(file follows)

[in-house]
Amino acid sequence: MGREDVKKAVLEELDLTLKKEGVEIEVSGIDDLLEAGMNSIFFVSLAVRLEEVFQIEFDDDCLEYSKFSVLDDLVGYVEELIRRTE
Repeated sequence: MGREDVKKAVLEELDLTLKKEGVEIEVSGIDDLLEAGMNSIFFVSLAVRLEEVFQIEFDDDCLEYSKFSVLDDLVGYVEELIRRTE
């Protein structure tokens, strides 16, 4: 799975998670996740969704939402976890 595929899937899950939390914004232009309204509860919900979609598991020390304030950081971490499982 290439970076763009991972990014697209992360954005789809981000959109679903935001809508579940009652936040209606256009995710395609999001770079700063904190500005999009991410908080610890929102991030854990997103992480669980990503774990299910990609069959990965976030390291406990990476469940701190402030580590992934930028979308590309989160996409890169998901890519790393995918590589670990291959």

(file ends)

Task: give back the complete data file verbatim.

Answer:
[in-house]
Amino acid sequence: MGREDVKKAVLEELDLTLKKEGVEIEVSGIDDLLEAGMNSIFFVSLAVRLEEVFQIEFDDDCLEYSKFSVLDDLVGYVEELIRRTE
Repeated sequence: MGREDVKKAVLEELDLTLKKEGVEIEVSGIDDLLEAGMNSIFFVSLAVRLEEVFQIEFDDDCLEYSKFSVLDDLVGYVEELIRRTE
């Protein structure tokens, strides 16, 4: 799975998670996740969704939402976890 595929899937899950939390914004232009309204509860919900979609598991020390304030950081971490499982 290439970076763009991972990014697209992360954005789809981000959109679903935001809508579940009652936040209606256009995710395609999001770079700063904190500005999009991410908080610890929102991030854990997103992480669980990503774990299910990609069959990965976030390291406990990476469940701190402030580590992934930028979308590309989160996409890169998901890519790393995918590589670990291959």